With a nationwide response to COVID-19 in full swing, trucking is in high demand. People are buying in bulk, medical supplies are running short, and more people are ordering online. In response, the FMCSA eased hours of service regulations so that truckers can meet demands without going out of compliance. More drivers are taking the wheel to provide emergency relief, and that means they’re are away from worried family members through a time when “shelter in place” orders are going mainstream. Here are a few tips for keeping drivers safe and informed through COVID-19.
Share News from Official Sources
There’s a lot of misinformation out there right now, and things are changing daily. Make sure you use your corporate communications to share accurate, timely information. Check dates on news articles that you share with your drivers, and be sure to reference official sources. Some recommended sites include:
- The FMCSA COVID-19 Emergency Regulations Page: Includes up-to-date federal emergency mandates and state-level amendments.
- The ATA COVID-19 Update Hub: Contains timely, fact-based information to answer frequently asked questions and address common challenges that arise from the pandemic and national response.
- Official CDC COVID-19 Page: Scientifically accurate and verified information regarding the COVID-19 virus, including symptoms, treatment, travel, how to care for others, and more.
- World Health Organization COVID-19 Page: Global information relating to COVID-19, including situation reports, travel advice, the latest research, and valuable myth-busting information.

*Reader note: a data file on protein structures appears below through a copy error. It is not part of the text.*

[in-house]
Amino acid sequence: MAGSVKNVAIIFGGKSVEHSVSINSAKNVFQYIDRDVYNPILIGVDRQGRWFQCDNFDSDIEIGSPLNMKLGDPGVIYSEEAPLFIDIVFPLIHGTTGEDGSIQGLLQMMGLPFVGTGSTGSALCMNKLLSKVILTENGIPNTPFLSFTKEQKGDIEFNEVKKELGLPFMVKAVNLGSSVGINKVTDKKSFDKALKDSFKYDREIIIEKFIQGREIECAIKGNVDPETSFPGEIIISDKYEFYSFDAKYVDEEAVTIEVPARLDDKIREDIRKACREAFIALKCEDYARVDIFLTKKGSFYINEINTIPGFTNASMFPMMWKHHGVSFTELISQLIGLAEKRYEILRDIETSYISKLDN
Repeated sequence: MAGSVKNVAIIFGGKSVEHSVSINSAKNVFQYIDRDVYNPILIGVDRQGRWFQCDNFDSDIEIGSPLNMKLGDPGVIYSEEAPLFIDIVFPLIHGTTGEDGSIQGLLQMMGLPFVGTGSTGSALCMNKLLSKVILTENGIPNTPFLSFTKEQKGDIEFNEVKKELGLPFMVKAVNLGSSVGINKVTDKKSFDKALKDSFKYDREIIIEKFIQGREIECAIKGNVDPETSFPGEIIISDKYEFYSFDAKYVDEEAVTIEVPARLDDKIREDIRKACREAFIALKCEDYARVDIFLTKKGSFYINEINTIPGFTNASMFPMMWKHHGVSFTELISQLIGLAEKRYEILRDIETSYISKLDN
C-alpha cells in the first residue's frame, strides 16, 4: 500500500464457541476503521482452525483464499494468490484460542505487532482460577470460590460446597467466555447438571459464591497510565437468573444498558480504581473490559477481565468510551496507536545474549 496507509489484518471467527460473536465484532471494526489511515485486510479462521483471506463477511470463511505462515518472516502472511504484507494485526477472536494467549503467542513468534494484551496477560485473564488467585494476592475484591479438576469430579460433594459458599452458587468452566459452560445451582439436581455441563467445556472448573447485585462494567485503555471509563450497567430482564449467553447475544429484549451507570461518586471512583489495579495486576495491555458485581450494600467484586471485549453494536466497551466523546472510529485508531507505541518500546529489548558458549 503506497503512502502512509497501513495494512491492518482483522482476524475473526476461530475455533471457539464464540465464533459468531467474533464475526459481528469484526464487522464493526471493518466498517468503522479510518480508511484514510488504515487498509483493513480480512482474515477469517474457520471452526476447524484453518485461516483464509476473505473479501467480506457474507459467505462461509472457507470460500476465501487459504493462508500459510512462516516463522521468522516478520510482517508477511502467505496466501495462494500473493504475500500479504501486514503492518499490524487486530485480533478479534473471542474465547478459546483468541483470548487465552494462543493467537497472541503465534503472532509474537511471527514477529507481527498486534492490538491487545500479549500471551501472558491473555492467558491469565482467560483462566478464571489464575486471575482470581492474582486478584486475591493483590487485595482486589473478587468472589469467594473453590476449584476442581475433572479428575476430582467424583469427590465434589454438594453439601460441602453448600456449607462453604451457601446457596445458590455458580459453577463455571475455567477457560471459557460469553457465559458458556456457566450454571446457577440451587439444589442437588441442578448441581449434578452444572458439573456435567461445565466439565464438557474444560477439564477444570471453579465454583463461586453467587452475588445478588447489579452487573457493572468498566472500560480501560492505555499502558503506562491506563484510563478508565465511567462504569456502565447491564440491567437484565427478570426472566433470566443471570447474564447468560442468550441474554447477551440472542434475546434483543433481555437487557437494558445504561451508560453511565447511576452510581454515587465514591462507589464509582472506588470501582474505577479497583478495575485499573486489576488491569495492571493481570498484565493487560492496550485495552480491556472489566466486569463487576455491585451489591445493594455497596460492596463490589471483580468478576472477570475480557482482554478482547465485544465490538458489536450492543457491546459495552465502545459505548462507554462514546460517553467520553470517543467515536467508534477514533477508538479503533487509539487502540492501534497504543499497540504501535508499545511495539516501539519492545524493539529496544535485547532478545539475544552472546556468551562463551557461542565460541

Help Drivers Practice Social Distancing
Once drivers are safely in their cabs, they’re not in danger of coming into close contact with others. However, before and after the trip and during stops, a few precautions can help keep drivers, and those they come in contact with, safer.
- Be sure to use alcohol or bleach wipes on steering wheels, door handles, latches, shifters, and dash controls between each trip. Supply your drivers with cleaning supplies, or have a dedicated team member clean cabs.
- Provide drivers with disposable gloves that they can use while at fueling stations and public restrooms.
- Stress the importance of maintaining distance from others whenever possible. A minimum of 3 feet is advised by the CDC.
- Advise your drivers to stay in their cabs rather than using public waiting areas during dwell time.
- Owner-operators should use their personal sleeper cabs, rather than staying at hotels.
- Stress the importance of handwashing at every stop, both before conducting business, at regular intervals while stopped and before getting back in the cab.
- Remind drivers to avoid touching their eyes, mouths and noses.
- Encourage drivers to change clothes and wash up as soon as they get home, and place all clothing from their trip directly into the wash.
Get Clear About What has Changed – And What Hasn’t
While hours of service regulations have changed, drivers are still responsible for maintaining medical compliance, renewing licenses on schedule, and abiding by drug and alcohol laws and random testing. If any of your drivers need to renew or update their licenses, they may be able to do so online. Check with your state’s motor vehicle division for the latest information and requirements. Most medical facilities are open for medically-necessary treatment. Have drivers call their providers to determine office hours.
How to Help a Driver who Suspects They Have COVID-19
First and foremost, don’t have them drive! If they are home, they should isolate at home and call their primary care doctor or nearby urgent care for guidance. If your driver is on the road, they should call the nearest urgent care clinic. Most states require a doctor’s orders for COVID-19 testing. For up-to-date CDC recommendations, refer to the “What to Do If You are Sick” page.
Keep Calm and Keep On Trucking
We know you care about your drivers’ health and safety. We understand you also care about the community that your trucks serve. Right now, the country depends on companies like yours to keep stores stocked, hospitals running, and medical providers safe. By keeping a level head and taking the precautions listed above, you can meet relief effort needs while keeping your drivers safe.
Find additional resources and recommendations for business owners on the CDC website.